Students at Brown protest 'occupation' of Native American’s land
More than 300 protesters at Brown University demonstrated against Americans wrongful 'occupation' of America on Monday.
On Friday, students held a 'die-in' for 52 minutes and 30 seconds to represent the 523 years of 'foreign occupation' of America.
The protest was part of a weekend-long effort to celebrate October 12 as 'Indigenous People's Day' instead of the school's 'Fall Weekend.'
More than 40 Brown University students and staff organized a group of protesters to demonstrate against Americans wrongful “occupation” of America on Monday.
The demonstration was part of a weekend-long effort to celebrate October 12 as “Indigenous People’s Day” instead of the nationally-celebrated Columbus Day, or “Fall Weekend,” as Brown University calls it.
Video from the event, which boasted an attendance of at least 300, showed students of various races chanting “the people are rising...no more compromising.”
From noon-1pm yesterday, students were invited to “join Native Americans at Brown (NAB) and the greater Providence community for a demonstration and petition awareness campaign,” according to a Facebook page for the protest. Almost 700 people RSVP’d on Facebook as having attended the weekend of events.
Monday’s protest was staffed by more than 40 student volunteers, according to an online spreadsheet for the event.
In addition to protesting, almost 900 students and alumni signed a petition demanding the name-change. “Although the current name of the holiday, “Fall Weekend,” halts the active celebration of Columbus’ torture and genocide and the dawn of the transatlantic slave trade, this is the bare minimum that Brown University can do,” the petition reads.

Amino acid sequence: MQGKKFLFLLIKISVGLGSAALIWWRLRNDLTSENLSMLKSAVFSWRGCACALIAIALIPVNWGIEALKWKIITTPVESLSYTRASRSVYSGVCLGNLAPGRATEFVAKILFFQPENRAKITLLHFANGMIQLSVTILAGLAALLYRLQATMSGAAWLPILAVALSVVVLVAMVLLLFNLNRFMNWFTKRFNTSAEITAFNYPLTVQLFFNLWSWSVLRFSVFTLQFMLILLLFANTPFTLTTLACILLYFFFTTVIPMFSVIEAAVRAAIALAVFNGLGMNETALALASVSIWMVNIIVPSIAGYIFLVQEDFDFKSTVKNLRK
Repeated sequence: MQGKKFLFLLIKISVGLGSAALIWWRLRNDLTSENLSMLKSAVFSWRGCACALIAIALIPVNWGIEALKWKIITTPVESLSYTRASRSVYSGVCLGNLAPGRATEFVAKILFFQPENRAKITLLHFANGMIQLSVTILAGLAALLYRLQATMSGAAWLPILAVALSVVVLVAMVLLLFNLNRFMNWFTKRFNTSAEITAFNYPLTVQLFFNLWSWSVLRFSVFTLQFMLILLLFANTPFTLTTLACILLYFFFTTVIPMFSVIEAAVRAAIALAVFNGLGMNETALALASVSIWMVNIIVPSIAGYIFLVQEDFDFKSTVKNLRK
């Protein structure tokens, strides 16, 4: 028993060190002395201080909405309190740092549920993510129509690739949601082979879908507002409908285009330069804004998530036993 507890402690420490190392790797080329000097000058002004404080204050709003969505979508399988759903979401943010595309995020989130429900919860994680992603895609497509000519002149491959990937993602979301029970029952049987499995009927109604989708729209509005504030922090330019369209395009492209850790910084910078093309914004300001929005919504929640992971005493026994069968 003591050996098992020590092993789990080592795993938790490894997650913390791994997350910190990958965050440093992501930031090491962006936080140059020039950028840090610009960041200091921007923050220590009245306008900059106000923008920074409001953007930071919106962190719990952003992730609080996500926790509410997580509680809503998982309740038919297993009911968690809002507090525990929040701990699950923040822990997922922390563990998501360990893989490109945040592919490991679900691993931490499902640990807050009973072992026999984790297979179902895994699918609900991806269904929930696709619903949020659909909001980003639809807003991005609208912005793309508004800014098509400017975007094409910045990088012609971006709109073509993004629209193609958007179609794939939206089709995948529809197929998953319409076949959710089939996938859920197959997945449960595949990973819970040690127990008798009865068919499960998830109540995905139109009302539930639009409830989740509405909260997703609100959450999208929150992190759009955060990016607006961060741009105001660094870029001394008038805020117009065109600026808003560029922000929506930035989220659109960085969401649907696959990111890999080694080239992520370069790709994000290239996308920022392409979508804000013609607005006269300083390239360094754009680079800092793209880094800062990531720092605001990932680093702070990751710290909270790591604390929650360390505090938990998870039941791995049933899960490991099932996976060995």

On Friday, a large crowd of Brown students held a “ die-in” in front of Sayles Hall, where they laid for 52 minutes and 30 seconds as a pre-demonstration for Monday’s protest. The time the students spent lying on the ground, according Olguin, “represents the 523 years of foreign occupation and indigenous resistance on this land base.” Pictures from Friday’s event show students of various races holding signs with messages such as “250+ years of occupying indigenous land” and “523 years of resistance.”
Guidelines for Monday’s protest encouraged students to wear red or black, although any students who “identify as indigenous” were permitted to wear “traditional regalia.” According to the Facebook event, the protest included a “flag song,” a guest speaker, chanting, marching, and chalking.
Students also protested student newspaper the Brown Daily Herald for running two columns that students claimed to be racist, titled “ the white privilege of cows” and “Columbian Exchange Day.” This controversy is explained in great detail in another Campus Reform article.
The weekend of protests was organized by the student group Native Americans at Brown” as well as student-worker Floripa Olguin, who works as the university’s “Coalition Against Sexual Assault and Relationship Abuse (CASARA) Coordinator.”
Native Americans at Brown did not respond to Campus Reform’s request for comment.
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